To investigate whether the differences between Windows and Macintosh costs were due to differences in the quality of technical support, Gartner Group conducted a pairwise comparison between Windows and Macintosh support costs in individual enterprises. Gartner Group found that in most environments, and regardless of the degree of Macintosh penetration, the Macintosh was less expensive to support than Windows. Again, there is no visible effect due to mixing desktop platforms.
A closer look at those few environments in which Macintosh technical support costs exceed those for Windows reveals some of the critical cost drivers. The use of problem resolution tools, for example, reduces Macintosh support costs, as does the integration of these tools with network management tools. Also, the use of multiple versions of the Macintosh operating system also increases support costs.
There are some environments that apparently do not have the same level of management control as others. Gartner Group believes that these different environments, which they characterize as tightly managed and loosely managed, are responsible for the existence of two distinct bands in the support cost data, separated by a factor of four, into which the data cluster. After separating the data into these two groups, Gartner Group found that one average technical support person can care for about 95 Macintoshes or 77 Windows systems in tightly managed environments. These ratios drop to 23 and 18, respectively, in loosely managed situations.
Average number of end users supported by one technical support person:
Tightly Managed Loosely Managed Environments * Environments * ___________________ ________________________ Macintosh : platform : 95 end users 23 end users : Windows : platform : 77 end users 18 end users
Gartner Group also found that increased production-type use (e.g., terminal emulation) decreases support costs. This effect is particularly marked in the case of the Windows systems, where, increasing terminal emulation usage from 0% to 100% can reduce support costs by 50%. Gartner concludes that concentrating existing Windows systems in production-type use will reduce technical support costs.
In a similar vein, Gartner Group found that sites with higher levels of remote backup incur higher technical support costs. But this increase could be due as much to the fact that the labor associated with local backups may be drawn from the end user community itself and therefore not recorded in the study as would centrally managed technical support. It is also possible, of course, that if backups are not done remotely, with the help of formal technical support staff, they don't get done at all.
One way to assess the validity of the unexpected results of this study is to see if the same data can be used to confirm other, more familiar, observations. For example, and in agreement with other studies, Gartner Group found that while organizations that provide less than three days of end user training per year frequently experience larger support costs, those that provide more than three days per year see no further reduction in costs.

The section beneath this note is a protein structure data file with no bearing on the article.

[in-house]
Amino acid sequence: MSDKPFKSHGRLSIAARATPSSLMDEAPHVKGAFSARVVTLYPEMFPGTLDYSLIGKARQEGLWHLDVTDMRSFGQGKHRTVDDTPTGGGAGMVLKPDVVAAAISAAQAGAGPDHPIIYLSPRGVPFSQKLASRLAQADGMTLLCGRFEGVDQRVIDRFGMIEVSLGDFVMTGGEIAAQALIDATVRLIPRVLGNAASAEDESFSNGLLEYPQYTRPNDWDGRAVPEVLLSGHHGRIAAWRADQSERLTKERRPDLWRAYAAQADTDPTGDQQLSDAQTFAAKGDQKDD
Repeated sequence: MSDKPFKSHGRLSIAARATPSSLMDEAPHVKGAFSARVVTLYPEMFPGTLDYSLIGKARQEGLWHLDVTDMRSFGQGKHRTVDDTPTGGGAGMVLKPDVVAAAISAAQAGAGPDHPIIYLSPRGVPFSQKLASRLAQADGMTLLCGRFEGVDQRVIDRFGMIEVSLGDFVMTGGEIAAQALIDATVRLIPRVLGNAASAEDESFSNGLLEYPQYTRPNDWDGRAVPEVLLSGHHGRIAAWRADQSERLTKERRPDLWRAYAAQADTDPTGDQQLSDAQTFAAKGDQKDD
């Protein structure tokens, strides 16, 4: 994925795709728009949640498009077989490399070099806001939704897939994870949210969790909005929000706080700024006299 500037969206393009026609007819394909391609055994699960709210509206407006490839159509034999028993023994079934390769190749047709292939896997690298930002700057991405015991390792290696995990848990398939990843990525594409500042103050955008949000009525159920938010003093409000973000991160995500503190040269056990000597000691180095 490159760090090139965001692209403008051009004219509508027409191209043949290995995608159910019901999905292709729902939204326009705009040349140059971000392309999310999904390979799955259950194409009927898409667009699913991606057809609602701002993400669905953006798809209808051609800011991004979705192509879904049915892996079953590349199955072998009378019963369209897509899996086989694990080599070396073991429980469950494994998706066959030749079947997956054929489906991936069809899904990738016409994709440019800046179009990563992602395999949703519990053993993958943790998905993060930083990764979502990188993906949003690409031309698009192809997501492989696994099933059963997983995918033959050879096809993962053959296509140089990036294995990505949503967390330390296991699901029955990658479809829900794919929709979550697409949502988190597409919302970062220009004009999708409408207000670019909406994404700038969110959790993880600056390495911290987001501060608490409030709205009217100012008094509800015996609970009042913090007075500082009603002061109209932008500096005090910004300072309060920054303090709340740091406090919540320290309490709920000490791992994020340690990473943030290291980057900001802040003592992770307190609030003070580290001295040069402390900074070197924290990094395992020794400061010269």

The survey data collected in this study do not allow assignment of cause and effect. As an example, the data are clear that no installation with more than about 5,000 units falls into the loosely managed category. But is it the case that having more desktops reduces technical support costs? It could just as readily be argued that unless tight management is practiced, organizations are unable to grow to over 5,000 desktops. The data by themselves do not suggest either one interpretation or the other.
Most of Gartner Group's interviewees agreed that successful control of support costs was made possible by managing diversity at two crucial architectural layers: networking (file and print services) and applications. Although the benefits to be achieved by the flexible use of multiple desktop systems have long been felt, it was always believed that the costs of supporting such environments made their use impractical. Gartner Group's observations indicate that a significant number of enterprises have learned where to concentrate their management efforts: it appears that they have learned to "manage their way out" of the extra costs that have long been thought to result from such arrangements. Whereas in the past, it was thought that to control these extra costs one should manage at the hardware on OS layers (that is, go single platform), in this study Gartner Group found the companies would have success managing at the network and application layers.
Finally, Gartner Group concluded that in the real world, there really is no such thing as being "single platform." Companies deploy multiple generations of Windows platforms from several different hardware vendors. Thus, even in the "pure" Windows shop, there are multiple add-in cards both from vendors and from users, differing versions of device drivers, microprocessors generations, differing BIOS, even differing x86 compatible microprocessor vendors. Gartner Group concludes that "every environment is heterogeneous, and Windows environments are more heterogeneous than Macintosh environments."
Gartner Group's answers to the study objectives are as follows:
In order to reduce technical support costs, Gartner Group recommends the following:
The preceding is a summary of the Gartner Group report titled "Technical Support Costs and Dual-Platform Desktops: Managed Diversity" (copyright © 1995 by Gartner Group) presented at the European Mac IS Conference October 1-3, 1995, by Dr. H. Walter Johnson, Vice President, Gartner Group Consulting Services.
The report is available in the US by calling 1-800-232-9335.